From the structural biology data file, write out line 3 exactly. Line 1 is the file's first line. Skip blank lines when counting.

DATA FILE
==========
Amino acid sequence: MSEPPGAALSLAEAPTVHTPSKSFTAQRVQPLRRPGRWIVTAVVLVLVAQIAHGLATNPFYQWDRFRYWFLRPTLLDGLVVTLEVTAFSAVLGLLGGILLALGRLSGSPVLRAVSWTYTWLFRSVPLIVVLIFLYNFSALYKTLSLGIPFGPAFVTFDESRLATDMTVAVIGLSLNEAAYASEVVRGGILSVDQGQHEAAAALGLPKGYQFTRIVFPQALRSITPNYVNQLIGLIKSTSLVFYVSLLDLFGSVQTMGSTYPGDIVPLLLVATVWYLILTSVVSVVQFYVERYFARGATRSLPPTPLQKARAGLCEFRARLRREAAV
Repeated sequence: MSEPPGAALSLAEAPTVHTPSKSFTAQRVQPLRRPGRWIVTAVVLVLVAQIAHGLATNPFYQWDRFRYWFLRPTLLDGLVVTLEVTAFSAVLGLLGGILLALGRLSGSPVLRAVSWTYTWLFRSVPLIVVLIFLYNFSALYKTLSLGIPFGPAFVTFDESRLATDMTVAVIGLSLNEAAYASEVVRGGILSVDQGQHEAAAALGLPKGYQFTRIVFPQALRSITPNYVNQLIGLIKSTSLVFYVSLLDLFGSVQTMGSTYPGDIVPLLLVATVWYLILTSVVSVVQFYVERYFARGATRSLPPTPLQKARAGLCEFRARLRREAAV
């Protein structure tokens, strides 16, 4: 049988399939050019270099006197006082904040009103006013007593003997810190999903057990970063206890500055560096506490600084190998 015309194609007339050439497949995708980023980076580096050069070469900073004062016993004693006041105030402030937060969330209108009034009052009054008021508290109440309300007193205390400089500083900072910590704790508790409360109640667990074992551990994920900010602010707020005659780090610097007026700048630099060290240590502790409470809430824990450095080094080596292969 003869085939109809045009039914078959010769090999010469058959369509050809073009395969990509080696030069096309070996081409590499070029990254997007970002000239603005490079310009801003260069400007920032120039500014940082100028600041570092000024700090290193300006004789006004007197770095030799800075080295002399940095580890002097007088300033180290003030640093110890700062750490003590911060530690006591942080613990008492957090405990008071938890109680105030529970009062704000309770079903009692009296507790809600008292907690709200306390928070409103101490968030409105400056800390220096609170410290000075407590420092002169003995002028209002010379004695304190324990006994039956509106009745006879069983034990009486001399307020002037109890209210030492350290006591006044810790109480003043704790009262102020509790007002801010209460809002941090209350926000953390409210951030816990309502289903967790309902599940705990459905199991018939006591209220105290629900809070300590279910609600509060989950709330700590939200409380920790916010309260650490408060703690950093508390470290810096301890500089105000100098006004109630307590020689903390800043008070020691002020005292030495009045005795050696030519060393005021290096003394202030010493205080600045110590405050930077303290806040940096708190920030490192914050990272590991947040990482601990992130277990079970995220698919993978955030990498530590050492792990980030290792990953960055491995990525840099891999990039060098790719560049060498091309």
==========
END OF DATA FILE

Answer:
């Protein structure tokens, strides 16, 4: 049988399939050019270099006197006082904040009103006013007593003997810190999903057990970063206890500055560096506490600084190998 015309194609007339050439497949995708980023980076580096050069070469900073004062016993004693006041105030402030937060969330209108009034009052009054008021508290109440309300007193205390400089500083900072910590704790508790409360109640667990074992551990994920900010602010707020005659780090610097007026700048630099060290240590502790409470809430824990450095080094080596292969 003869085939109809045009039914078959010769090999010469058959369509050809073009395969990509080696030069096309070996081409590499070029990254997007970002000239603005490079310009801003260069400007920032120039500014940082100028600041570092000024700090290193300006004789006004007197770095030799800075080295002399940095580890002097007088300033180290003030640093110890700062750490003590911060530690006591942080613990008492957090405990008071938890109680105030529970009062704000309770079903009692009296507790809600008292907690709200306390928070409103101490968030409105400056800390220096609170410290000075407590420092002169003995002028209002010379004695304190324990006994039956509106009745006879069983034990009486001399307020002037109890209210030492350290006591006044810790109480003043704790009262102020509790007002801010209460809002941090209350926000953390409210951030816990309502289903967790309902599940705990459905199991018939006591209220105290629900809070300590279910609600509060989950709330700590939200409380920790916010309260650490408060703690950093508390470290810096301890500089105000100098006004109630307590020689903390800043008070020691002020005292030495009045005795050696030519060393005021290096003394202030010493205080600045110590405050930077303290806040940096708190920030490192914050990272590991947040990482601990992130277990079970995220698919993978955030990498530590050492792990980030290792990953960055491995990525840099891999990039060098790719560049060498091309």